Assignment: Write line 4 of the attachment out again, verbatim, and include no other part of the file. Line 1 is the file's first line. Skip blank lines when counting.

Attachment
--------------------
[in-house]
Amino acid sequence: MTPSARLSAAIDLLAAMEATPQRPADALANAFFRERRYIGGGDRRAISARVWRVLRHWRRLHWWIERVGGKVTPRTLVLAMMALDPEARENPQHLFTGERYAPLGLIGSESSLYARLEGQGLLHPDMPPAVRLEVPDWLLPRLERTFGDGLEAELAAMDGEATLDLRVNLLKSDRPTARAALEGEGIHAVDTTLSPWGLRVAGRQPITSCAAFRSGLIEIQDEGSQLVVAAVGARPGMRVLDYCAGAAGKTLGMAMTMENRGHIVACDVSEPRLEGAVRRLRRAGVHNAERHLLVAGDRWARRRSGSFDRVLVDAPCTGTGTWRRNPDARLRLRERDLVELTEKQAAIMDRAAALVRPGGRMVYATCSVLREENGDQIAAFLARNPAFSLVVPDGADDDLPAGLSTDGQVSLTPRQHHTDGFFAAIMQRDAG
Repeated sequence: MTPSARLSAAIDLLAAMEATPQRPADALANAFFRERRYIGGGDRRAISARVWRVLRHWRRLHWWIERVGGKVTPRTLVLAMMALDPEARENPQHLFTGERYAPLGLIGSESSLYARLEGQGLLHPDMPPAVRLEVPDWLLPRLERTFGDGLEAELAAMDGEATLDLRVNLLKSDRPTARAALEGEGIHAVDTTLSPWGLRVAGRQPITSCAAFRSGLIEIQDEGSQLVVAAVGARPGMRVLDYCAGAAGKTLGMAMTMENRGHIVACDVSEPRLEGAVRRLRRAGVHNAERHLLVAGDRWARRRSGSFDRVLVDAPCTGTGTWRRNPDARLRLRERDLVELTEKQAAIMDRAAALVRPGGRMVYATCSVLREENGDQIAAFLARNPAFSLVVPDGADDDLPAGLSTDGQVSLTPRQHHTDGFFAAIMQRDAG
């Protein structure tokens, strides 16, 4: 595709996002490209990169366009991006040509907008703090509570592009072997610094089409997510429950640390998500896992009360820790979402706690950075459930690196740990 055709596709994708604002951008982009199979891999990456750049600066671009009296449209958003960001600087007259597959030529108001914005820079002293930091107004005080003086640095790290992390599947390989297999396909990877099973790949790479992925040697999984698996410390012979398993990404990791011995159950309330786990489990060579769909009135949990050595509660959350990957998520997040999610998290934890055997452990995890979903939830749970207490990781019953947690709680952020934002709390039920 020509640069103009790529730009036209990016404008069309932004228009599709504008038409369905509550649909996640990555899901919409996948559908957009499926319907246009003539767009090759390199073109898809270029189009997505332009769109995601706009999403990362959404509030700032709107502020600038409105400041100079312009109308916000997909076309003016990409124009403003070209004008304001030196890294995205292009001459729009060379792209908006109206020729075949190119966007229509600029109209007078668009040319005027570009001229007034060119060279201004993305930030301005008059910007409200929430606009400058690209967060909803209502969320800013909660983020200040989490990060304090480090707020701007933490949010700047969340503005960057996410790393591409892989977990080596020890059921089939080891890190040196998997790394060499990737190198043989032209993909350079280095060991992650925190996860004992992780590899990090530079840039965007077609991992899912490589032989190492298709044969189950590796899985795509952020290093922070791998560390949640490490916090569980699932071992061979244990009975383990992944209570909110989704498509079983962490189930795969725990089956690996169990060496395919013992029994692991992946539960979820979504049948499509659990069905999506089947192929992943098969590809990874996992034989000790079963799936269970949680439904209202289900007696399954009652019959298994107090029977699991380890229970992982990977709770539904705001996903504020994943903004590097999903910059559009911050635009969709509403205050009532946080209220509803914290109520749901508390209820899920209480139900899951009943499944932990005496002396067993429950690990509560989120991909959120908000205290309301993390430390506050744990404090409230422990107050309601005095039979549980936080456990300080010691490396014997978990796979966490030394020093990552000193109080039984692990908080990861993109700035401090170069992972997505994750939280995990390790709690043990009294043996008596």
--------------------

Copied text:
């Protein structure tokens, strides 16, 4: 595709996002490209990169366009991006040509907008703090509570592009072997610094089409997510429950640390998500896992009360820790979402706690950075459930690196740990 055709596709994708604002951008982009199979891999990456750049600066671009009296449209958003960001600087007259597959030529108001914005820079002293930091107004005080003086640095790290992390599947390989297999396909990877099973790949790479992925040697999984698996410390012979398993990404990791011995159950309330786990489990060579769909009135949990050595509660959350990957998520997040999610998290934890055997452990995890979903939830749970207490990781019953947690709680952020934002709390039920 020509640069103009790529730009036209990016404008069309932004228009599709504008038409369905509550649909996640990555899901919409996948559908957009499926319907246009003539767009090759390199073109898809270029189009997505332009769109995601706009999403990362959404509030700032709107502020600038409105400041100079312009109308916000997909076309003016990409124009403003070209004008304001030196890294995205292009001459729009060379792209908006109206020729075949190119966007229509600029109209007078668009040319005027570009001229007034060119060279201004993305930030301005008059910007409200929430606009400058690209967060909803209502969320800013909660983020200040989490990060304090480090707020701007933490949010700047969340503005960057996410790393591409892989977990080596020890059921089939080891890190040196998997790394060499990737190198043989032209993909350079280095060991992650925190996860004992992780590899990090530079840039965007077609991992899912490589032989190492298709044969189950590796899985795509952020290093922070791998560390949640490490916090569980699932071992061979244990009975383990992944209570909110989704498509079983962490189930795969725990089956690996169990060496395919013992029994692991992946539960979820979504049948499509659990069905999506089947192929992943098969590809990874996992034989000790079963799936269970949680439904209202289900007696399954009652019959298994107090029977699991380890229970992982990977709770539904705001996903504020994943903004590097999903910059559009911050635009969709509403205050009532946080209220509803914290109520749901508390209820899920209480139900899951009943499944932990005496002396067993429950690990509560989120991909959120908000205290309301993390430390506050744990404090409230422990107050309601005095039979549980936080456990300080010691490396014997978990796979966490030394020093990552000193109080039984692990908080990861993109700035401090170069992972997505994750939280995990390790709690043990009294043996008596």